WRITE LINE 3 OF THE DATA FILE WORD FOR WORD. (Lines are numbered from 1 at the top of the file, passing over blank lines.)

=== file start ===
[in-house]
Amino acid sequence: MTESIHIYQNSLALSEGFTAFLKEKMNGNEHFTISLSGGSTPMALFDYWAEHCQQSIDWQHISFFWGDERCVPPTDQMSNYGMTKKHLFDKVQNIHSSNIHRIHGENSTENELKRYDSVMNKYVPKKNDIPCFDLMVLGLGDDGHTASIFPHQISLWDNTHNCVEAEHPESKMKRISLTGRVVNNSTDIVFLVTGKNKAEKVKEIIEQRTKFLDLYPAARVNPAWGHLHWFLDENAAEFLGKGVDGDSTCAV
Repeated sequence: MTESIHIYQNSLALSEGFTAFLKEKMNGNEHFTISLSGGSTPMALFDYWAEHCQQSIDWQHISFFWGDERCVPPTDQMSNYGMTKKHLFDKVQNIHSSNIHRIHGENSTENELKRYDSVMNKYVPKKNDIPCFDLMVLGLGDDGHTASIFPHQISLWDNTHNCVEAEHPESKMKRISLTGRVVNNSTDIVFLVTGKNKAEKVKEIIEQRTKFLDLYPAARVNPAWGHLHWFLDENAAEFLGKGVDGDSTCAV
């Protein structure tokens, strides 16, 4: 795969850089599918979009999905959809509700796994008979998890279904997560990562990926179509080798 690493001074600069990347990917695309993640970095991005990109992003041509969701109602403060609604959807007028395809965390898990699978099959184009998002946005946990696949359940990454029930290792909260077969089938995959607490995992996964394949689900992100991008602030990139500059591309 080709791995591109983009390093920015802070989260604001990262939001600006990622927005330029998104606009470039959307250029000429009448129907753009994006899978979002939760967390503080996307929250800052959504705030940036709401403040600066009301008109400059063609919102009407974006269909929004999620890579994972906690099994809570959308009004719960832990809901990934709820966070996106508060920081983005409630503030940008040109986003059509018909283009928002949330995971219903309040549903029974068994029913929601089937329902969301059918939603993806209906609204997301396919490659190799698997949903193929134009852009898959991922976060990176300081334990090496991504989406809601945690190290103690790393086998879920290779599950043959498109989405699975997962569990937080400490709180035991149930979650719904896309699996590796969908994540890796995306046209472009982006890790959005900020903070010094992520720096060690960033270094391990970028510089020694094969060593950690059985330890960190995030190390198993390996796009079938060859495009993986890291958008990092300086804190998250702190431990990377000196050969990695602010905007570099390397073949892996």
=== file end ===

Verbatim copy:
Repeated sequence: MTESIHIYQNSLALSEGFTAFLKEKMNGNEHFTISLSGGSTPMALFDYWAEHCQQSIDWQHISFFWGDERCVPPTDQMSNYGMTKKHLFDKVQNIHSSNIHRIHGENSTENELKRYDSVMNKYVPKKNDIPCFDLMVLGLGDDGHTASIFPHQISLWDNTHNCVEAEHPESKMKRISLTGRVVNNSTDIVFLVTGKNKAEKVKEIIEQRTKFLDLYPAARVNPAWGHLHWFLDENAAEFLGKGVDGDSTCAV